“I had to make the scenarios more serious and somewhat plausible, even if they were funny. Obviously, it’s hard when you have someone like Jonah Hill, who’s cracking wise and upending Meryl Streep. It’s an interesting dynamic.”
Speaking with The Hollywood Reporter, Corwin described the dangers of not managing the tone and allowing it to become too set in one direction. “If you make something too funny, or if one character is too weighty, then maybe half an hour down the line, the film won’t feel truthful,” he said. “You have to go back and ascertain what the tone is, where there’s comedy but also where there’s great poignancy and tragedy.”
READ MORE: ‘Don’t Look Up’ Editor on Why Finding Film’s Tone Was Challenging (The Hollywood Reporter)
In an interview with Filmmaker Magazine, Corwin elaborated further on how he used his collaging technique to anchor the film in nature as a tow to the surrounding narrative.
“Right from the beginning. This was a film about communication, about truth and truthfulness. The thing is, it could spin off, become almost too cynical. I wanted to show what was for me the ultimate truth, the state of nature.
“If you have an ocean pounding on a rock, there’s no interpretation there, it just is. If you have a bee collecting pollen, it is just that. I needed that kind of imagery to work in counterpoint to the absurdity of what was going on in the film. The trick with this film is that there is a narrative thrust. I have to take my shots where I can find them. Fortunately Adam shoots moments for me, these impressionistic moments.
“I just try to put in what moves me. There are flows and rhythms. Sometimes I’ll take shots and just move them two or three shots down in the flow. I’m really tuned in to being overwhelmed by the emotional or the narrative thrust of something. I’ve been accused of being a very aggressive editor, but I love sitting on moments.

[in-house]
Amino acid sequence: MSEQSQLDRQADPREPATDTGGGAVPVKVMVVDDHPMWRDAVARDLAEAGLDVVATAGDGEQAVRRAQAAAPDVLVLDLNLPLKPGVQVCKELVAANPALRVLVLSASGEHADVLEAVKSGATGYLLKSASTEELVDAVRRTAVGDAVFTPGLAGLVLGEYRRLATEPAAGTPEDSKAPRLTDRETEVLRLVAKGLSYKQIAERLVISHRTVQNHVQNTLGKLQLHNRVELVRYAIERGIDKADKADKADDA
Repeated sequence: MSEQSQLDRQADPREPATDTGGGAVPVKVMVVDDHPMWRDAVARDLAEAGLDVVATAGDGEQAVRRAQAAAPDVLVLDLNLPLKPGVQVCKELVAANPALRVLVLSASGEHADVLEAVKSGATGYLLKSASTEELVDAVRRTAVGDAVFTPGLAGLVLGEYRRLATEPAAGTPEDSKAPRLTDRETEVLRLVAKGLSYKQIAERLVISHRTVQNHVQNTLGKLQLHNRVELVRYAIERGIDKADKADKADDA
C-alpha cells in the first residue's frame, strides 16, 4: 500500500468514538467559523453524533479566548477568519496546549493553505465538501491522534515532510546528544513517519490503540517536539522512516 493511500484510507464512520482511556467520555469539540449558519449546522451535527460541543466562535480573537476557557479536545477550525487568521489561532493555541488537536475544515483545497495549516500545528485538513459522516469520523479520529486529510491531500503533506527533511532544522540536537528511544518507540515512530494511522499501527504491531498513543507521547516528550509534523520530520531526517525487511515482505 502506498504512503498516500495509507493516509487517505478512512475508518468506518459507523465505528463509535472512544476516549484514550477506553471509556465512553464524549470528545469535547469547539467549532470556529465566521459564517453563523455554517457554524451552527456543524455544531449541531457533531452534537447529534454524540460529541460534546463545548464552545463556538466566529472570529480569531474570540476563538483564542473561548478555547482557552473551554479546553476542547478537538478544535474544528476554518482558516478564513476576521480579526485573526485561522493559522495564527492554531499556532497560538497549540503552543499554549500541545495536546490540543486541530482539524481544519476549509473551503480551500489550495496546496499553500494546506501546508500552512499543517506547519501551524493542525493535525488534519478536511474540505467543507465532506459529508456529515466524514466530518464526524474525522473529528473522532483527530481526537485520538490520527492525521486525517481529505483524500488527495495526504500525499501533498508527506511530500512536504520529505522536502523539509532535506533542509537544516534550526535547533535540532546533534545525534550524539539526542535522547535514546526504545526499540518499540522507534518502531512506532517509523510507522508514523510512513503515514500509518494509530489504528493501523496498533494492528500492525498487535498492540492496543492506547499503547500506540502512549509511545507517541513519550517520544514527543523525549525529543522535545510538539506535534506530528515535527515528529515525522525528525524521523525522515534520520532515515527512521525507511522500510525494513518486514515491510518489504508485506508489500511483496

“McKay is a guy who will have brilliant performances and these brilliant scenes, but if the overall arc of the film isn’t working correctly, he’ll pull them out. I mean it sounds so simple, but I’ve never worked with a director who’s so willing to kill his babies. He’s made me a much better editor. I get so attached to things. I’m very emotional. He’s tougher than I am.”
READ MORE: “I Find that God is in the Mistakes, I’m Finding Moments Where the Actors Don’t Know the Camera’s on Them”: Hank Corwin on Editing Don’t Look Up (Filmmaker Magazine)
Want more? In an interview with The Independent’s Clarisse Loughrey, writer-director Adam McKay talks about how his film relates to climate change and the lack of action humans take when faced with a calamity (like a giant comet headed on its way toward Earth):
Learn a little about Hank Corwin’s work, from his breakout as a feature film editor with Natural Born Killers to Malick’s 2017 Song to Song. With his expansive portfolio, Corwin continues applying his editing style and advertisement work with Nike, ESPN, the ANDY’s, and much more. But within it all, he doesn’t forget to note his greatest editor and inspiration: his wife Nancy Corwin.
In a critical review of director Adam McKay’s Don’t Look Up, YouTube channel Like Stories of Old challenges the idea of the film as a metaphor for climate change, calling it problematic: